Tuesday, 12 June 2018

Why did he have to be...perfect | Read Chapter One: Part 4 of Forest Girl #ComingSoon #PreOrder #AAromance

¸.•´¨¸.•´¨ 1 WEEK TO GO.•´¨¸.•´¨

A huge thank you to those who came by the past four weeks to read the excerpts, and especially to all who left me a comment. I hope you enjoy this week's excerpt too.

If you missed the first two posts, here are the links:

¸.•´¨¸.•´¨ BLURB¸.•´¨¸.•´¨
Esi Afriyie has been in love with Michael Yaw Badu since childhood. When he receives a scholarship to study in America, all hope seems lost ... until he returns to Ghana ten years later. An arranged marriage contracted by their families makes her dreams come true, but does the reality of being Mrs. Michael Badu live up to the fantasy?

Michael may have married Esi, but he is in love with someone else—Forest Girl, a mystery woman he encountered just once in the forest. His heart belongs to her, and he doesn't need his beautiful wife awakening his carnal desires. He is even willing to sacrifice his marriage for another encounter with Forest Girl.

Reality is not what either Esi or Michael imagined. Esi is disillusioned; Michael feels trapped.

Will Michael give in and allow his heart to discover a love that was always meant to be, before it's too late?



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¸.•´¨¸.•´¨EXCERPT¸.•´¨¸.•´¨
(PS. written in UK English)

Her heart thudded. Already? The excitement in her friend’s eyes meant only one thing, and yet, she had to ask, “Who?”
“Your husband. He arrived yesterday.”
Esi’s throat went dry, and her heart pounded. “Don’t be silly. When did you ever attend my marriage ceremony?”
“You know I’m talking about Yaw Badu.”
The mere mention of his name still caused her heart to beat like the town crier’s drums. Michael Yaw Badu. How could she ever forget him? His handsome face—an unmistakable feature—his intelligence and diligence, with an almost offensive sense of determination. People said he could be proud and had a jealous streak, but that was so long ago. He would have changed by now. She just knew it.
“Yaw Badu.” She sighed.
A ripple of excitement forked through her. Talk of his return had been rampant lately, although no one had said exactly when he’d arrive. Knowing he was already here made her heart skip several beats. Still vivid in her mind were memories of days in their youth, when she and Mansa had both wished he would take notice of them. In time, Mansa’s infatuation had faded, but Esi’s hadn’t.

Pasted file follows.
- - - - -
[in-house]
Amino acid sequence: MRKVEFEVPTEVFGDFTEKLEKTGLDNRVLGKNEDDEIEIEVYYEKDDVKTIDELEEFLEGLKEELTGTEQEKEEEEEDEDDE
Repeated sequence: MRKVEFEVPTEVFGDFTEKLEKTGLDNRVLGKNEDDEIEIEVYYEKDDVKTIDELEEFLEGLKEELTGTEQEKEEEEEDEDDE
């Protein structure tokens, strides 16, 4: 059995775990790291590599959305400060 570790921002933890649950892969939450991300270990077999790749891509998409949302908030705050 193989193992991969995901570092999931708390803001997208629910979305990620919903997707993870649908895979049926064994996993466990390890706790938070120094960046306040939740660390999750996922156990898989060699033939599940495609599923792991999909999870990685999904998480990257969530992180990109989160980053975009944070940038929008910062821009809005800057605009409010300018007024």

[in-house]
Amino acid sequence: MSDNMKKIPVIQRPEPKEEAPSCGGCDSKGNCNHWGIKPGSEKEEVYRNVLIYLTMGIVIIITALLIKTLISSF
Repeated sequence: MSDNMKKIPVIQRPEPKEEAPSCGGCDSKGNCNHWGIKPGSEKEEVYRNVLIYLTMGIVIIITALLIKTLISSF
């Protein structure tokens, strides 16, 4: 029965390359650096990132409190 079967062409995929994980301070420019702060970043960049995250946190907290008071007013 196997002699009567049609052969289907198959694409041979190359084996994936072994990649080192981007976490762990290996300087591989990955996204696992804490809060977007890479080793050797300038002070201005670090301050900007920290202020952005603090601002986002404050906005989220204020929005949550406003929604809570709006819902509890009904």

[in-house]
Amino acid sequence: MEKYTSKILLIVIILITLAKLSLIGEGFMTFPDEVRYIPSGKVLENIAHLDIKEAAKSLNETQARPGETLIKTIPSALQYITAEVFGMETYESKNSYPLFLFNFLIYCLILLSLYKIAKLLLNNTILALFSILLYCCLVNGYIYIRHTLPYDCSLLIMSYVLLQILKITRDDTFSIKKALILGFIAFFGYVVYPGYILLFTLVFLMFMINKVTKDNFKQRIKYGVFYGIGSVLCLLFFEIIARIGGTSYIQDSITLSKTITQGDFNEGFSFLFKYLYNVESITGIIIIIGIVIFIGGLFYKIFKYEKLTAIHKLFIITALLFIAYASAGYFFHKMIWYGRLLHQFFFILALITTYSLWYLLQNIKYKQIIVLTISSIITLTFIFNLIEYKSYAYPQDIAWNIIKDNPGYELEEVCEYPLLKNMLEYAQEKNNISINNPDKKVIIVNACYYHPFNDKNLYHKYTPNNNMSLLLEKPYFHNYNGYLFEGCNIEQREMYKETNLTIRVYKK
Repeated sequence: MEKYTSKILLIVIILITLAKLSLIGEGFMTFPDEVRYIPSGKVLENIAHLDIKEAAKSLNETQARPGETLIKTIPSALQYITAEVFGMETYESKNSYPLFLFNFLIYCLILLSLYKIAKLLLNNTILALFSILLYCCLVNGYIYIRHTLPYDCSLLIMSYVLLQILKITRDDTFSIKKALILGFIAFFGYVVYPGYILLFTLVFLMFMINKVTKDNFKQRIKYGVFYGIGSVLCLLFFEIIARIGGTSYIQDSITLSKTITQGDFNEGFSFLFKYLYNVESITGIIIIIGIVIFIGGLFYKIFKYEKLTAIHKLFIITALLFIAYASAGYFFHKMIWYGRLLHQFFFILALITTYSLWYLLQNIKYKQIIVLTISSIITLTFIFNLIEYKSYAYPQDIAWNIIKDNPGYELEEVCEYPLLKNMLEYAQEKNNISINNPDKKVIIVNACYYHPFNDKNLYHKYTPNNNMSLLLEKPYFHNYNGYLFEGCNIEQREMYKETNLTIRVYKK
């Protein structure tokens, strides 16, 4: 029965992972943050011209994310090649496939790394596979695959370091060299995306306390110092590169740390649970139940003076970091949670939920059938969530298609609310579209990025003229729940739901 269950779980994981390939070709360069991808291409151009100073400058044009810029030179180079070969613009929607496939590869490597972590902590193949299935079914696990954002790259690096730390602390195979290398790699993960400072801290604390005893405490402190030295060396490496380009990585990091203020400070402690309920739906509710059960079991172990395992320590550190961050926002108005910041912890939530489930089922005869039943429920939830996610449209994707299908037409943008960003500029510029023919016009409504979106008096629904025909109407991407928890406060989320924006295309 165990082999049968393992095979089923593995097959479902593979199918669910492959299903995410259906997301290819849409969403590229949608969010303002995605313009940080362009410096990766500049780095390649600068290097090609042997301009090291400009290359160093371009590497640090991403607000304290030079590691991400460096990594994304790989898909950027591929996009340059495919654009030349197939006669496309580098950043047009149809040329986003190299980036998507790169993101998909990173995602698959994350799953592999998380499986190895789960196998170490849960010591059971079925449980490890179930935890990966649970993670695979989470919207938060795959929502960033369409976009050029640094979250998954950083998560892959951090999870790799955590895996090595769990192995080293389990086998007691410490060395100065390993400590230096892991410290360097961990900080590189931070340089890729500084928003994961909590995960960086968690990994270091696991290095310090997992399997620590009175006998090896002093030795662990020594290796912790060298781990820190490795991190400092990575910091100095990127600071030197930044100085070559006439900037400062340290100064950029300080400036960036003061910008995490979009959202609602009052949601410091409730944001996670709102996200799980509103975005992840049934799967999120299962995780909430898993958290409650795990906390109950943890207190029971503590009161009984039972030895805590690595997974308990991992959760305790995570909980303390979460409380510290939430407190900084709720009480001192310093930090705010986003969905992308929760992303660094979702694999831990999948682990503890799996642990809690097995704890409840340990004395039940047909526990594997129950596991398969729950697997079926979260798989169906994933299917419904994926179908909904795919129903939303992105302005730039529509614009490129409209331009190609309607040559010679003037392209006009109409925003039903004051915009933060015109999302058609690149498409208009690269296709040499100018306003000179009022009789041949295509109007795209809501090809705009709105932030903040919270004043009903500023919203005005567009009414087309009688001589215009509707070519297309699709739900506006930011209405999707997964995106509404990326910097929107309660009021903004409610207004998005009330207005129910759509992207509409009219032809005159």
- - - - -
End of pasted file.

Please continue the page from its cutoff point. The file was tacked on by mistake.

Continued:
“With hair like soft black cotton,” Mansa added, fanning the flames of Esi’s excitement. “I haven’t seen him yet, but I hear he’s even more handsome than before.”
Esi couldn’t picture how he could be more handsome. He’d always been the best-looking man she’d ever known.
“I hear he’s studied a lot about the way the Whiteman farms,” Mansa said. “How do you suppose they do it?”
“Don’t you remember what our teachers told us? They add chemicals—fertilisers—to the soil, so the plants can have more food and grow faster,” she explained.
Usually, her response would have been due to her desire to share her knowledge, but right now, she was more interested in changing the subject.
“Some of us didn’t have the chance to go to school for as long as you did.” Oblivious to Esi’s discomfort, Mansa went on, “Do you suppose he has a wife in Accra? Maybe even a white woman.”
She hadn’t allowed herself to think about the possibility, which would bring all her dreams to a crashing halt. Perhaps she had been silly still fantasising of becoming his wife when he’d had nothing but a passing awareness of her.
Excitement continued to brew within her as the alternative to Mansa’s comment imposed itself on her mind. What if he hadn’t found a wife? Would she see him? Would he recognise her? What if he didn’t? There were too many questions without answers.
Suddenly, the ‘good news’ of Michael’s arrival didn’t feel good anymore. 
“I have to go,” Mansa said. “I just passed by to tell you.”
Esi returned to the kitchen after bidding goodbye to her friend.
“What did she want?” her mother asked.
Esi took in a breath, releasing it slowly. “She says Yaw Badu has arrived in Ebinom.”
“Thanks to Ɔdomankoma,” her mother offered a prayer. “I know Maame Badu has been anxious to see her son again.”
As she returned her attention to the soup, Esi’s whole frame shivered with anxiety at the very thought of his nearness. It was a most uncomfortable feeling, which scared her and excited her all at once. Oh, why did she feel this way? Why hadn’t she grown up, like Mansa, after all these years?
When she went to bed at night, sleep eluded her. She tossed and turned until, at a certain point, she had to give up the effort to sleep. Sitting up in bed, she rubbed her sweat-glazed skin, shivering so much that she thought she’d fall sick.
On the other half of the bed, Abena slept peacefully, and Esi envied her. Why couldn’t she feel free to sleep like her sister? She burned with anger at herself for not understanding her feelings and with him for being so…perfect.
How was she ever going to have some sleep when every single blink of her eyes brought her images of Michael Badu?

I hope you enjoyed teh Did you enjoy this excerpt? Please, leave me a comment and remember to come back next week for my release party.

Add Forest Girl to your Goodreads TBR.

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